Vitamin K is a fat soluble vitamin that plays an important role in bone health (especially postmenopausal), formation of coagulation proteins, and prevention of calcification of blood vessels. Vitamin K is also produced naturally by bacteria in the intestines, but this process contributes significantly less vitamin K than previously thought. Dietary sources provide most of the vitamin K the body needs. Good sources include kale, spinach, collard greens, cabbage, broccoli, parsley, green tea, peas, beans and oils.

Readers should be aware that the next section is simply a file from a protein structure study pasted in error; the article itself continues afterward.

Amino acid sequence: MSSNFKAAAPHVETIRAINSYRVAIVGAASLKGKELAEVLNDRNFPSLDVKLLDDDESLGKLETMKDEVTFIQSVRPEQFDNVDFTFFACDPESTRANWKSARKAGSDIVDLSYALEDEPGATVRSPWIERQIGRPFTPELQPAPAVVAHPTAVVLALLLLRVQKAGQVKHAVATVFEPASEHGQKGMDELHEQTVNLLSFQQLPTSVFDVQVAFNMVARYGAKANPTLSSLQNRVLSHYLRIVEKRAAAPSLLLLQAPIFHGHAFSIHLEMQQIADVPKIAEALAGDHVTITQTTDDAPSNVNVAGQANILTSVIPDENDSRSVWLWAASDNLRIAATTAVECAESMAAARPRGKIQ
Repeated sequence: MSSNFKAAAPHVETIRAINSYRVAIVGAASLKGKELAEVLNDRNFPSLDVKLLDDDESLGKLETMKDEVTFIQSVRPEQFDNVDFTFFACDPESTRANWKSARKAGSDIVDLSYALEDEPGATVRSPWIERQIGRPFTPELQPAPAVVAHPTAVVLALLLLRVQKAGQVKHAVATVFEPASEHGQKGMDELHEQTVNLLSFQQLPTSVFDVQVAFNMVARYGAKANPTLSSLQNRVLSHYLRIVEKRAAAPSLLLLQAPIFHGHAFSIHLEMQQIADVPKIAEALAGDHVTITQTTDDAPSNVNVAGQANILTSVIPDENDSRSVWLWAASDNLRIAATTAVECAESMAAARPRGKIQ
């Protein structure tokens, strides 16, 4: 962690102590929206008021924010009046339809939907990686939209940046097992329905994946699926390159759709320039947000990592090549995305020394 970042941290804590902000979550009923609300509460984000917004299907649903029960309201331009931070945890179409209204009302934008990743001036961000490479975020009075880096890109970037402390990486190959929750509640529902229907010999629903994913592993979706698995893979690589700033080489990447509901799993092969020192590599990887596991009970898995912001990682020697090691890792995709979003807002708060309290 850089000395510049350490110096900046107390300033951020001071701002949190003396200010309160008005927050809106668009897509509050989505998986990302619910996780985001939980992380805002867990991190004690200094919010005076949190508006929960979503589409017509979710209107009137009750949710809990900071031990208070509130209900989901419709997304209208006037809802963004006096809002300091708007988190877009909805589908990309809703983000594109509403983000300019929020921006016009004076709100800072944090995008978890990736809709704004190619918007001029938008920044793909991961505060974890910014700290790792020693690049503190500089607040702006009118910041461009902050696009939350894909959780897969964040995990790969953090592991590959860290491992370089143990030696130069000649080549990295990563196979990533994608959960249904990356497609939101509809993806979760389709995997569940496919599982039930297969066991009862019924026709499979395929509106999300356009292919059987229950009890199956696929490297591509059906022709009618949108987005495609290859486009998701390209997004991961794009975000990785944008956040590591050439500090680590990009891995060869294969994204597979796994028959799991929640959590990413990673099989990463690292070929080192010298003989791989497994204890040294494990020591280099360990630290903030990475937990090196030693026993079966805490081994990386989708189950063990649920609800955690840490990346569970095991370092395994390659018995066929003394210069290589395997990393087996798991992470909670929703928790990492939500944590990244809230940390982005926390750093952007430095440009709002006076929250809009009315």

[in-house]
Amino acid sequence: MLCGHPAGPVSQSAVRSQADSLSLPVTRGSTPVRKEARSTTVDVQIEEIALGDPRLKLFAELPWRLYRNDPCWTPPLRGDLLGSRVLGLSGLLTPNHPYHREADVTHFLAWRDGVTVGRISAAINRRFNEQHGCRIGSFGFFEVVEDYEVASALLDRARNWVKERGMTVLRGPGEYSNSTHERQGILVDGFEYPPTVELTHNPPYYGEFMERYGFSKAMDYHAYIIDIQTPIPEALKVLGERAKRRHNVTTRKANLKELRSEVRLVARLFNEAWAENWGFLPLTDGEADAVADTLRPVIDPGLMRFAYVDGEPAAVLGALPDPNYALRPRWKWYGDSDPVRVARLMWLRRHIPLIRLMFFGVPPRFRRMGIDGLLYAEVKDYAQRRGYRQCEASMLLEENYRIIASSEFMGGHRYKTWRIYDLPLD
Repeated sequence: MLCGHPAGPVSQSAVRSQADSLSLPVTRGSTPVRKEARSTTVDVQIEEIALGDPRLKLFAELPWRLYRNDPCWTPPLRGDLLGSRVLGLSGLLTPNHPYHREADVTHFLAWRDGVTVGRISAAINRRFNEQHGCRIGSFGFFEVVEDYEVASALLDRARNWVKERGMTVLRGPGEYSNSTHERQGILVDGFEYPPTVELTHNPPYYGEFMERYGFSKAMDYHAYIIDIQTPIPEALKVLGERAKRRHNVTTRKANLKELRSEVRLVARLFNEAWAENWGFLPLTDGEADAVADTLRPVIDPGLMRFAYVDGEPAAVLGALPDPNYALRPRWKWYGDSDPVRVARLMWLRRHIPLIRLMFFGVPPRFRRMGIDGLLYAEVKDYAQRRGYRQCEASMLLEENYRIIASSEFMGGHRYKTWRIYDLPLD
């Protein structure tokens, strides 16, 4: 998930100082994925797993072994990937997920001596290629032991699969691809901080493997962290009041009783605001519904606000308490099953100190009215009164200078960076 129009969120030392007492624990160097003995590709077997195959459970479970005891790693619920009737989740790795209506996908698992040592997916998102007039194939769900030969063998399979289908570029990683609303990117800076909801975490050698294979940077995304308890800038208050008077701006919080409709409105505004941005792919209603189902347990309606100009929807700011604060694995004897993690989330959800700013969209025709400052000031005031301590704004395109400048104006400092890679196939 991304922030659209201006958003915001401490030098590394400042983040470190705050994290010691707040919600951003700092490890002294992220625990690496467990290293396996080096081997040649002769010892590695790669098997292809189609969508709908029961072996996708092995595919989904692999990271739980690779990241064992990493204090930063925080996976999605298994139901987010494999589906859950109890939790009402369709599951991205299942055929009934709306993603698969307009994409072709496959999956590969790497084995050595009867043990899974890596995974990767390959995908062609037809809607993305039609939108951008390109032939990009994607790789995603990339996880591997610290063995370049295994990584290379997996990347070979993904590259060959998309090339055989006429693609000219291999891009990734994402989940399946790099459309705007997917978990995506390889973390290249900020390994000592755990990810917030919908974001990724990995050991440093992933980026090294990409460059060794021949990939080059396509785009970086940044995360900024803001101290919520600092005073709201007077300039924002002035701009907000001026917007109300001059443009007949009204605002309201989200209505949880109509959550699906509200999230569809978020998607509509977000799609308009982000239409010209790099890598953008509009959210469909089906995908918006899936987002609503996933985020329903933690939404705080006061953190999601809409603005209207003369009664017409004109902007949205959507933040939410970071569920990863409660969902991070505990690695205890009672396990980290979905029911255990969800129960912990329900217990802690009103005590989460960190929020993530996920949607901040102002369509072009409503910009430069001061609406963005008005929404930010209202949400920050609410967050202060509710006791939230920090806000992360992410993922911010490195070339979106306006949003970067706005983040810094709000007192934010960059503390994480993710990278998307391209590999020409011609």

Deficiency can lead to excessive bleeding which may begin as oozing from the nose or gums and can extend to bleeding in the digestive tract, hemorrhaging, very heavy menstrual bleeding and resultant anemia. Deficiency can also lead to loss of bone and excess deposition of calcium in the arteries and heart valves. In infants deficiency can cause hemorrhagic disease of newborns.